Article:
By Bryce Wilson –
With only a matter of weeks out from the biggest fight of his career BoxingScene.com caught up with WBO champion Joseph Parker to get his take on how camp has been progressing so far and how he is feeling as the clock winds down to April 1st and his meeting with British juggernaut Anthony Joshua.
Having interviewed Parker a number of times he always makes for an amiable and laid-back interview subject, nothing too much seems to phase him or raise his ire in any way. And in getting to know a fighter, you begin to notice the little things, subtle changes in demeanour, different energy levels that perhaps lend themselves to a small ‘tell’ as to what sort of camp the fighter is having.
In the past it hasn’t always been the easiest to get a hold of Parker. Sometimes he can be a little less than punctual to our prearranged catch-ups, sometimes its required a phonecall to trainer and mentor Kevin Barry to get Joseph on the line, with Parker good naturedly explaining that our pre-appointed interview had slipped his mind. However, with this camp, on every occasion a slot has been set up to talk, Joseph has been on time, ahead of time in fact, and very very relaxed and ebullient in his manner. The mind seems clear and organised and focussed with a purpose that we haven’t seen before.
Maybe it will amount to nothing in the ring, this is the heavyweights after all and as we know one huge right hand from Anthony Joshua could end the contest at any moment, but one does get the sense that Joseph Parker is ready to produce a career defining performance that will far surpass what many of his detractors believe him capable of.
I catch Parker just as he is coming off 12 rounds of sparring, a session where he found his energy levels to be strong, the motor turning over nicely. And if recent video footage is anything to go by the weight seems to be melting off as well, the benefits of which Parker readily acknowledges.
‘I’m walking around at around 109kgs right now, I weighed 112kgs for the Hughie Fury fight. I’m now a lot leaner, I’ve got more energy, I’ve got more power and I’m moving a lot better. When you’re following the plan, when you’re eating well and you’re getting your rest everything just clicks and the mind is affected big time. When you don’t follow the plan one hundred percent you have this little bit of doubt in your mind, but for this fight I don’t feel any of that. I know I’ve done everything possible and now I’m just looking forward to fighting and handing out a whipping!’
I put it to Parker that it is most likely the challenge (and danger) of facing someone like Anthony Joshua that is bringing out the best him. Come in anything less than perfect shape and you could seriously hurt, it’s something he agrees with,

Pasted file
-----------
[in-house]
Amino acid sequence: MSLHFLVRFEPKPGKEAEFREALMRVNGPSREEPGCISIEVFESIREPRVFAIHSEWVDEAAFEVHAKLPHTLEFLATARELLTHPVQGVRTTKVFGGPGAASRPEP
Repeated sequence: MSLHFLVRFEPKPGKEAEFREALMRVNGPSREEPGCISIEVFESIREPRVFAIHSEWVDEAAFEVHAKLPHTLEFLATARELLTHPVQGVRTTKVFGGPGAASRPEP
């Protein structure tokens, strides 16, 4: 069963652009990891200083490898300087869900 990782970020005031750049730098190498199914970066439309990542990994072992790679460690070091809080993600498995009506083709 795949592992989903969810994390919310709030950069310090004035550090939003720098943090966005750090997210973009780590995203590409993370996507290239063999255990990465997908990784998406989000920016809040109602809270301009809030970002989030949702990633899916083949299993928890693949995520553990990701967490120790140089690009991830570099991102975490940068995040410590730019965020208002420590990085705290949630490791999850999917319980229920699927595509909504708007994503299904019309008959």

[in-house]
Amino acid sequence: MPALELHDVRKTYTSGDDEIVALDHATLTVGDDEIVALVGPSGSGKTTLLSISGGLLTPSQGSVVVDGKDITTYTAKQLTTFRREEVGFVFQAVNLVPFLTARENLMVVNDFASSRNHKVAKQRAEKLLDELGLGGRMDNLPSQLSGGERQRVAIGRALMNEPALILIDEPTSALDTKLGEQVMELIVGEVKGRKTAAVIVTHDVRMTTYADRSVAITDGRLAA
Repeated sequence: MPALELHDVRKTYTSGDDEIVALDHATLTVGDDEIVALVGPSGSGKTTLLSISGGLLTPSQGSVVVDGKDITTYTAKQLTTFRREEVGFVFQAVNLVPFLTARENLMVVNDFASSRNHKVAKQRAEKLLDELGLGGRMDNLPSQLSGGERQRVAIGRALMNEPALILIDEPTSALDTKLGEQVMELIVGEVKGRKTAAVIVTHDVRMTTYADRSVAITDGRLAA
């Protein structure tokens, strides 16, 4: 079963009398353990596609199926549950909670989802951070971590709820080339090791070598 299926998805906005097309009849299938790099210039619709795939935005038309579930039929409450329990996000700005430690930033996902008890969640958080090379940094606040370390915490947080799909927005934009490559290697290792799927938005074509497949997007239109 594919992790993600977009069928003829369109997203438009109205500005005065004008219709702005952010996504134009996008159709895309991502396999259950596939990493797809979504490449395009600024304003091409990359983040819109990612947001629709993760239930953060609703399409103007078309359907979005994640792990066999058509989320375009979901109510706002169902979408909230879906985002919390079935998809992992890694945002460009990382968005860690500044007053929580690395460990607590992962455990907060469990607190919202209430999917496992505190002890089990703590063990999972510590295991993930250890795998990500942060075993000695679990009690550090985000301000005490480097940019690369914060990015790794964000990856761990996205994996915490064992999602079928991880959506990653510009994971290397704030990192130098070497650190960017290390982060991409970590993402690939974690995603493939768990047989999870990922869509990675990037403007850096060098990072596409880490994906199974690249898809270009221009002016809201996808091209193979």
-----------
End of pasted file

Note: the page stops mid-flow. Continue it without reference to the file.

‘It’s certainly fair to say that this challenge of Joshua is bringing something out in me that I haven’t felt previously. I didn’t know if it was true before, that facing someone so dangerous changes something within you and takes you to a higher level, but I can definitely say that it does. Everyone knows I’ve got the ability to fight 12 rounds but now I want to show people that I can fight at a hard pace as well.’
It’s an interesting comment to make, because while much has been made of Parker and his team goading Joshua about his alleged glass chin perhaps the real key to this fight may actually lie in testing Joshua’s stamina, something which has looked a tad vulnerable in the past. It would appear that Joshua and his team have made a concession to this vulnerability in acknowledging they plan on coming in lighter than in previous fights. Parker agrees that it may be key to upsetting the odds,
‘Yes, I’d say that he is aware that he has some stamina issues, why else would they plan on coming in lighter for this fight? I’ve heard he is already weighing less than he did for his last fight which is good. It shows that he’s also training the house down and taking this fight very seriously.’
I wonder if as the fight now draws nearer Parker’s emotions are beginning to change but the answer is typical of the always relaxed Parker.
‘No not really, there is still work to be done, that’s all I’m concentrating on. The only real difference is my body is feeling fitter, I can work with more intensity, I feel like there is some magic that is going to happen.’
It’s interesting to compare the state of mind of Parker now, as opposed to when he faced Andy Ruiz and fighting for his first world title, a camp that trainer Kevin Barry informed me before the fight and off the record as being one of their worst.
‘Oh, the Andy Ruiz camp was horrible! Mentally that fight was very very tough, approaching what was the biggest fight of my career and knowing we had had such a bad camp. In some ways it had me in the frame of mind that I didn’t want to fight. This camp I have none of that, if I come into the fight and he beats me then it is because he was the better fighter. But trust me, he won’t beat me because I feel great!’